June 30, 2022

By Cora Jackson-Fossett

Managing Editor


The name, Earl “Skip” Cooper, is practically synonymous with Black business and one reason is because he has devoted decades to ensuring that African American companies of all sizes prosper and excel in greater Los Angeles.

So when Cooper announced his retirement as president of the Black Business Association of Los Angeles earlier this year, he was met with raised eyebrows and concerned expressions because no one wanted or expected him to step aside as the region’s chief advocate for minority firms.

However, a huge sigh of relief emitted from many people once Cooper clarified that he will still be involved as chairman of the BBA Board of Directors as well as assisting Interim President/CEO Sarah Harris as she takes over the helm.

“It is and always will be a true commitment and my special purpose in life of serving African Americans and business owners, in addition to others,” Cooper said.

“I look forward to assisting the Board in whatever way I can with the transition to building a stronger organization with the commitment to service young African Americans entrepreneurs because they are our future.

My servitude will continue as I transition to the role of president emeritus and chairman of the board.” 


The legacy Cooper leaves will endure for years to come. Under his leadership, BBA established strong and strategic relationships with many top U.S. corporations and key legislators throughout the nation. As a result, the organization has developed into a significant influencer in policy decisions affecting businesses in the both the public and private sectors.

Cooper is also responsible for the range of programs, workshops and events that BBA regularly sponsors to help minority enterprises and companies grow along with spotlighting their achievements.  Some of the outreach events created by Cooper include the annual presentation of BBA’s Veteran’s Conference, which highlights businesses and services operated by former members of the military; Feed the Community Program, designed to support Black restaurant owners; and the Salute to Black Music, which recognizes vocalists, musicians, executives and people-behind-the scene in the music industry.

Although he’s not one to sing his own praises, others are quick to share their opinion of Cooper’s contribution to the Black community.  Congresswoman Maxine Waters are among those who expressed appreciation to the president emeritus.

“Skip Cooper, a long-time friend, has been the integral and leading voice of the Black Business Association in this region. He has always believed that we should fight for our access to capital, that we should organize to defeat efforts to undermine our success, and that we should enhance and exemplify our rights as legitimate businesspeople to provide contracting services across California,” said Waters.

“Thank you, Skip, for your continued service to our communities and making sure our Black businesses are elevated, respected, and given opportunities to compete and be successful in our modern and diverse economy,” added the congresswoman.

Alluding to Cooper’s commitment to Black businesses, Danny J. Bakewell, Sr., chairman of the Brotherhood Crusade and executive publisher of The L.A. Sentinel, noted, “Skip is a one-of a kind brother.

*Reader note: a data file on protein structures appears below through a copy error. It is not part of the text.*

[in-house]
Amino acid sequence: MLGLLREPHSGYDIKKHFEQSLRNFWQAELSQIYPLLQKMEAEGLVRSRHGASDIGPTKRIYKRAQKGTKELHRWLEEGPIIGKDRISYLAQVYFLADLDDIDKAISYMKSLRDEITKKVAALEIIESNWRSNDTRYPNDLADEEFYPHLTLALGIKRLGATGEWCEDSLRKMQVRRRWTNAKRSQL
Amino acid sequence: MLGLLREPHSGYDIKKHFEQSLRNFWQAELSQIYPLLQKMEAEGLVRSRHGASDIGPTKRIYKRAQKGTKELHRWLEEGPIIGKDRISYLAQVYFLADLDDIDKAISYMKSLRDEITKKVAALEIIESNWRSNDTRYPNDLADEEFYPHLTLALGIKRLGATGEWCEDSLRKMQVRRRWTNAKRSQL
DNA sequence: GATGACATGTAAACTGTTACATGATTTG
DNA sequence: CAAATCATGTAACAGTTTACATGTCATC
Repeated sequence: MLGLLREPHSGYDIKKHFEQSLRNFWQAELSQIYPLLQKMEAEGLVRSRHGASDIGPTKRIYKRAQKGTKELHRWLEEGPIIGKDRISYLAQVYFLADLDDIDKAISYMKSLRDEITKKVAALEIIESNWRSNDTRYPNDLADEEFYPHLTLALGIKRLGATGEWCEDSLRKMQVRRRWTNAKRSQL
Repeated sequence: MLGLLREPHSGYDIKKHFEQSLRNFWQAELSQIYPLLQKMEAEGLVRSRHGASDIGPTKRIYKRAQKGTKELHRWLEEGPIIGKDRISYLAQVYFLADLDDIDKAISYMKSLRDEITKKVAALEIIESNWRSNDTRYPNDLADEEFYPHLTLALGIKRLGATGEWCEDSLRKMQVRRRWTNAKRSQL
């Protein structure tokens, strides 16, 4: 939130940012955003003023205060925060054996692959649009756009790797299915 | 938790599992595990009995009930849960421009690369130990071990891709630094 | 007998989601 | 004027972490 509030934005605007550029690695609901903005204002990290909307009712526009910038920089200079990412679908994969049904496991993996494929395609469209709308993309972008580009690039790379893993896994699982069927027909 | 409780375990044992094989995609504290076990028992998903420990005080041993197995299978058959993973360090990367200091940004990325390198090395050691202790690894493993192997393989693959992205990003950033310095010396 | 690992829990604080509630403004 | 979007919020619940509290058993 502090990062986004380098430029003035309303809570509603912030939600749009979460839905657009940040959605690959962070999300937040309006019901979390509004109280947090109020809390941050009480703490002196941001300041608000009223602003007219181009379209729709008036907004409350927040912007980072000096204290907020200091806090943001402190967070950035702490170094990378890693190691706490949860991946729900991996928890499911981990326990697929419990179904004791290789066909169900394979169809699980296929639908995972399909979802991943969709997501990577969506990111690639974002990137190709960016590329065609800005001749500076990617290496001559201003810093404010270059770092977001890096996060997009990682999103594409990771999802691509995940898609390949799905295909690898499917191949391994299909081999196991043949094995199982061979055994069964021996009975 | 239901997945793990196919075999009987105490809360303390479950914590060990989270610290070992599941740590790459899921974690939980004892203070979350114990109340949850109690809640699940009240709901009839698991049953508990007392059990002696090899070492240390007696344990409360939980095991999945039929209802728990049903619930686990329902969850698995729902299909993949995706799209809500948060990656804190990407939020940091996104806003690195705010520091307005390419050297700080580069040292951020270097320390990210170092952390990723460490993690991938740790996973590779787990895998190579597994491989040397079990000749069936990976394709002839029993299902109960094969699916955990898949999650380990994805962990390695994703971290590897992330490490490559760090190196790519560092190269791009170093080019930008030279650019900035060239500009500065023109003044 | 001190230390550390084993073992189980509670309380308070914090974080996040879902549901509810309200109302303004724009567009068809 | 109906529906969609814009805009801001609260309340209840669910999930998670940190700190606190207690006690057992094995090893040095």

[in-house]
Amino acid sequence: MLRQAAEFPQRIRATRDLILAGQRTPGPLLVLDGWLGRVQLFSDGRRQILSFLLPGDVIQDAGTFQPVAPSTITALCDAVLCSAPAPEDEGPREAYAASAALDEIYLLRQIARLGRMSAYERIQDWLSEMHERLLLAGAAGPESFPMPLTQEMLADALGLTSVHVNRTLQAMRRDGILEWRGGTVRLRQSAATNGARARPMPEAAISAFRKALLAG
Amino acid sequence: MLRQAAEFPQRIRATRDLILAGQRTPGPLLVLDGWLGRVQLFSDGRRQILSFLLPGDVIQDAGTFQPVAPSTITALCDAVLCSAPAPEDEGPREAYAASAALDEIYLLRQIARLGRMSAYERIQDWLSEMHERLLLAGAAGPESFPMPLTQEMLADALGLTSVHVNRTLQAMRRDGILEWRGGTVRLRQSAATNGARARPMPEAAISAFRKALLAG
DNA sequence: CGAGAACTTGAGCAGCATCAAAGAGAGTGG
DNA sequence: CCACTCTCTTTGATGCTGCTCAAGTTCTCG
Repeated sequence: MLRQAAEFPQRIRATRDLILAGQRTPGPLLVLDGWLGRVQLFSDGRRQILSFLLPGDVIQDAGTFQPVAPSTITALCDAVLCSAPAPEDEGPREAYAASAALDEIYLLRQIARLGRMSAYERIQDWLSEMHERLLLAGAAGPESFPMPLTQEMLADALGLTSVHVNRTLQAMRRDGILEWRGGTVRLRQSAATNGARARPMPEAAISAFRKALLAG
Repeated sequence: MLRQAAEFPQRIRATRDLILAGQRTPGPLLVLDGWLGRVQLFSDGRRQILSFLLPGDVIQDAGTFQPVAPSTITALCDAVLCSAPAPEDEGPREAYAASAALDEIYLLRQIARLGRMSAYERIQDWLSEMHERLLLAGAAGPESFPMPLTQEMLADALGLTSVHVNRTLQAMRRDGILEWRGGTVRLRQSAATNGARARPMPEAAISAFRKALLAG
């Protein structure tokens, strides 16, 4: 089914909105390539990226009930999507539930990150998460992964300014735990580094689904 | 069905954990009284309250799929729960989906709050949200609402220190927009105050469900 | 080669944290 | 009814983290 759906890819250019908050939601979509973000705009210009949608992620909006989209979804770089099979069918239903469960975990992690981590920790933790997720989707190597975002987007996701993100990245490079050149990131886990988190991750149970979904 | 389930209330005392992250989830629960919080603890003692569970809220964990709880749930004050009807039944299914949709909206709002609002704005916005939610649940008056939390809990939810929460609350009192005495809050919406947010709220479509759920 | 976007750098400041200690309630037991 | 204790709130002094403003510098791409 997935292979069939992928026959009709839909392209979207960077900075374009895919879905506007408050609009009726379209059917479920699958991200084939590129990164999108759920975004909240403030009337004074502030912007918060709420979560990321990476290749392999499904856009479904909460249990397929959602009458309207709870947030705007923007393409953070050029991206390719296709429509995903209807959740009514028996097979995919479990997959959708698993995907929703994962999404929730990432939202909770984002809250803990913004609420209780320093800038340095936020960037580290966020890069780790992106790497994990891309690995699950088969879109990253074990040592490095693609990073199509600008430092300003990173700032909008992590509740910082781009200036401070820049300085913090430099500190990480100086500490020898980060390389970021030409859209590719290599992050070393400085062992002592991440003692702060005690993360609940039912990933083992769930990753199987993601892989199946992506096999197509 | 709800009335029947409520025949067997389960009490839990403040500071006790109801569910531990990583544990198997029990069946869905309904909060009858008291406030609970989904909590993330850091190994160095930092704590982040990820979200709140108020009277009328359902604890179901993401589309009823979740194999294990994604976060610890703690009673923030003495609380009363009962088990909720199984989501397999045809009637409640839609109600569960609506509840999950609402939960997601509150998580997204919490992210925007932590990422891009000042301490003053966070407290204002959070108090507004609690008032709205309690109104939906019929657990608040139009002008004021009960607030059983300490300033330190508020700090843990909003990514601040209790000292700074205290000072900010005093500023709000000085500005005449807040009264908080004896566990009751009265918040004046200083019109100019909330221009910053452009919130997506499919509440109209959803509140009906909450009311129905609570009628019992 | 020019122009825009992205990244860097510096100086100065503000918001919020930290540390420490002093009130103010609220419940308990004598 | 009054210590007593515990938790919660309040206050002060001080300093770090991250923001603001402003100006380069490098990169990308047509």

The tireless work he has invested into promoting and advancing Black businesses throughout Los Angeles and throughout all of California is second to none. 


“Whether it was at the Brotherhood Crusade or through my work in real estate or here at the Sentinel, Skip has always been someone who I have counted on, trusted to help advance the business of Black people and back the Black community,” Bakewell said.


A native of Oakland, California, Cooper’s journey as the BBA’s top leader actually began as a youngster.  From the time he was in the third grade, he realized that enjoyed helping people and sincerely believed that God would use him to serve others in a big way.


By the age of 19, Cooper was convinced of God’s “special purpose” for his life and even while serving in the U.S. Army and fighting in Vietnam, he maintained his belief that God had a plan for his life.

After the military, he earned A.A and B.A. degrees, and then relocated to Los Angeles in 1972, where he enrolled in graduate school at USC.


 “While at USC, I worked as a student intern on 85th and Broadway and that was when I knew my ‘special purpose’ involved helping Black people and I told God that that I really wanted to help Black businesses,” recalled Cooper. 

And certainly, he has worked to fulfill his ‘special purpose,’ advocating for Black business enterprise from City Hall to the White House.

In addition to persuading decision makers in all arenas to do business with Black companies, Cooper also mentors young entrepreneurs and shares his knowledge and resources with others whenever the opportunity arises.

While he has retired from leading BBA, Cooper still fulfills his ‘special purpose’ of serving others, especially youth and young adults.

“Our future is young people and we have to do all that we can to develop young people and help them take advantage of new opportunities,” insisted Cooper. 

“We must help them with the acquisition of land and property, not just residential but also industrial, commercial and rural property in terms of really being a voice in America.”

As part of bringing that pledge to fruition, Cooper has promised to assist BBA Interim President Harris in engaging a new generation of business owners.

“It is my intention to offer all support to Sarah in a way that affords her the opportunity to lead without encumbrances,” Cooper said.

“I look forward to assisting the Board in whatever way I can with the transition to building a stronger organization with the commitment to service young African Americans entrepreneurs because they are our future.”

Category: News